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Summary: As a believer how important is it to study the Bible? What if you don’t know how to do it? Pastor Steve shares in this message principles of Bible study.

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INTRODUCTION

Bible study is very important for all believers. It is the very means by which you are equipped for God’s work. It is not just for those called to vocational ministry but for all believers. 2 Timothy 2:15 says, "Be diligent to present yourself approved to God, a worker who does not need to be ashamed, rightly dividing the word of truth."

How does one go about "rightly dividing the word of truth?" Let’s find out as we learn where Bible study begins and how to study the Bible.

Where Bible Study Begins

It begins with a preparation and a proper perspective. When we come to God’s Word we must see it as it is — God’s holy, infallible, inerrant, inspired Word. It’s God’s Word!

How to Study the Bible

Once you have adequately prepared yourself for study by prayer and confession of sin, you must begin now with the basics.

You Must Read the Bible ("What does the Bible say?")

Jerry Vines said, "An unread Bible is like food uneaten, a love letter never read, a buried sword, a road map unstudied, gold never mined" (A Practical Guide to Sermon Preparation, p.69).

Richard Moulton said, "We have done almost everything that is possible with these Hebrew and Greek writings. We have overlaid them, clause by clause, with exhaustive commentaries; we have translated them, revised the translations, and quarrelled over the revisions...There is yet one thing left to do with the Bible: simply read it" (Cited by Vines, p.69).

Now that you have established a priority of reading the Bible. You must now:

Interpret the Bible ("What does the Bible Mean?")

The ultimate task in interpretation is to "discover why the author wrote what he wrote."

In doing that you must discover "the original meaning intended by the author" (Han Finzel, Unlocking the Scriptures, p.65).

To help with finding the original meaning intended by the author, you must:

Understand the problems. There are gaps that must be bridged like language, history, culture, and geography.

To help you bridge these gaps you need to be familiar with a few important principles:

1. Remember that context rules

2. Always seek the full counsel of the Word of God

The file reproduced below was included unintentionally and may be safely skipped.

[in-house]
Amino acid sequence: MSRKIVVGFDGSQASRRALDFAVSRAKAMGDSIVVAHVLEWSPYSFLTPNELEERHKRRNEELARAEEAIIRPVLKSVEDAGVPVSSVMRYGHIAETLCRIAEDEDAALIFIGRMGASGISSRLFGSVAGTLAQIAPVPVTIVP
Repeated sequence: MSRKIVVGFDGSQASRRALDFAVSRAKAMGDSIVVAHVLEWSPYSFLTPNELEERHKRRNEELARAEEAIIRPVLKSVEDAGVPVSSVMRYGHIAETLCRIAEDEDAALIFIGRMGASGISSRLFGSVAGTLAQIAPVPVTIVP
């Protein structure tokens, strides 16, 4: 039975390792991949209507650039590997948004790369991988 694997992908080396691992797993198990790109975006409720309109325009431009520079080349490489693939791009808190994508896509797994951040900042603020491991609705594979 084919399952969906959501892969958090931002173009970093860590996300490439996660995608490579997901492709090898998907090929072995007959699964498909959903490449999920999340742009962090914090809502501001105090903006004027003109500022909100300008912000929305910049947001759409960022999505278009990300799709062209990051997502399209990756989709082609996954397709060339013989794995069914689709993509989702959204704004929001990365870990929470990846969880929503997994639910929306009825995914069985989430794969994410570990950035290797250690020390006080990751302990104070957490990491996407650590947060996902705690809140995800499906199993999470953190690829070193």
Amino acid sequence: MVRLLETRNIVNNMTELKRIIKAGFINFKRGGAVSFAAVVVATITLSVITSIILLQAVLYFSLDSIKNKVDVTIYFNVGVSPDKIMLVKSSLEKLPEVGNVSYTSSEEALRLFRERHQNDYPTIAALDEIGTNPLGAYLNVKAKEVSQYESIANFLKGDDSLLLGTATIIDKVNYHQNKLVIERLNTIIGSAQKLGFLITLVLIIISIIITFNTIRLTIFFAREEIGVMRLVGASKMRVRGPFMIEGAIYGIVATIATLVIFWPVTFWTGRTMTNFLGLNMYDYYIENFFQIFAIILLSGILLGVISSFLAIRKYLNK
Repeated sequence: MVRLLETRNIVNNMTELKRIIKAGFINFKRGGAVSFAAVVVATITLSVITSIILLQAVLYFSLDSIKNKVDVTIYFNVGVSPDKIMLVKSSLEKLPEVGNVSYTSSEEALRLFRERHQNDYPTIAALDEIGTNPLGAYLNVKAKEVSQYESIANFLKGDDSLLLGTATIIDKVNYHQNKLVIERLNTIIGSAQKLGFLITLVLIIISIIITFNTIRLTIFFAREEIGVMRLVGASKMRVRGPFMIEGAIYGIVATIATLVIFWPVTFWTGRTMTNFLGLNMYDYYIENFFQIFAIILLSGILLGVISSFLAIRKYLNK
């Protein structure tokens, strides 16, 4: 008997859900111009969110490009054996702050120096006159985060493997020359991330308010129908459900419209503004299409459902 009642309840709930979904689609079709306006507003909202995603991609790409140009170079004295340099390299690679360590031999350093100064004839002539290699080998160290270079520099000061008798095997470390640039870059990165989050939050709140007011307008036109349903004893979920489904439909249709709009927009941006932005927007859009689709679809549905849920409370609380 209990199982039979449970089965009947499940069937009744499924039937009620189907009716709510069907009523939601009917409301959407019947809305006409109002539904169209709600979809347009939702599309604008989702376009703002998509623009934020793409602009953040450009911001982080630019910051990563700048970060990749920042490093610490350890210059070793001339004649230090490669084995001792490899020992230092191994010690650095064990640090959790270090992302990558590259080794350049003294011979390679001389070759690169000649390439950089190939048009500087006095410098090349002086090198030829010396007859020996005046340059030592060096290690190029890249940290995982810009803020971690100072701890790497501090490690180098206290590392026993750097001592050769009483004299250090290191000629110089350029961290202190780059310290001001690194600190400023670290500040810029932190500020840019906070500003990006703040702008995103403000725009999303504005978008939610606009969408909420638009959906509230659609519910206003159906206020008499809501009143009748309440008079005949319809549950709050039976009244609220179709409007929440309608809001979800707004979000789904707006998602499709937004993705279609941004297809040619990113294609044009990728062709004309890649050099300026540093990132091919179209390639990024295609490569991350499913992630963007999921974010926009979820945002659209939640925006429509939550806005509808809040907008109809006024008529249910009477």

3. Remember that Scripture will never contradict Scripture

4. Do not base your doctrine on an obscure passage of Scripture

5. Interpret Scripture literally

6. Check your conclusions by using reliable commentaries

Now that you are familiar with the principles you need to follow a particular procedure:

1. Ask specific questions (who, what, where, when, why) Who? (the characters), The writer, The recipients, The characters involved in the action, The characters not directly involved in the action,

Special people addressed in the passage. What? (the key truths or events), Key ideas, Theological terms, Key events, Important words, Figures of speech, Atmosphere. Where? (the geography and location), Places mentioned, Buildings, Cities, Nations, Landmarks. When? (the time factors), Date of authorship, Duration of the action, When in the church age, When in the life of Israel, Past, present, or future? Why? (the purpose of the passage or book)

"The answers to who, what, where, when, and why can be found by looking in these four places, in the order stated: content of the passage/book; context of the passage; comparison; with other Scriptures; consultation with resource books" (Finzel, p.69).

The final step in interpretation is the formulation of a conclusion, based on your research.

2. Summarizing the steps by stating an initial proposal based on the content.

"You cannot adequately do this until you have went through the observation principles." This can be the theme of the passage or it could be a principle that the passage is teaching. Next you need to search the context. What can the surrounding context of the passage add to your understanding of it? The teaching of a single passage must be viewed within the setting of the entire book from which it is lifted. The third step is to seek comparison (cross-reference). The Bible itself sheds light on its own meaning. Cross- reference and using other Bible translations can be helpful. The fourth step is to survey the secondary resources (commentaries, atlases, dictionaries). This is only after you have done the other work yourself. When you use these secondary resources use them discerningly. And the final step is to state your conclusions. When you do this try to state it in one sentence or less with cross-references in accordance to the context. Don’t forget to include any application principles that may come directly from your study.

Now that you have read the Bible and applied the principles of interpretation, you must:

Apply the Bible (This answers the question, "How does it apply to my life?")

Application always follows interpretation. J. Robertson McQuilkin said, "The goal of all Bible study is to apply the truth of Scripture to life. If that application is not made, all the work put into making sure of the author’s intended meaning will have gone for naught. In fact, to know and not do, doubles the offense of disobedience" (Understanding and Applying the Bible, p.255).

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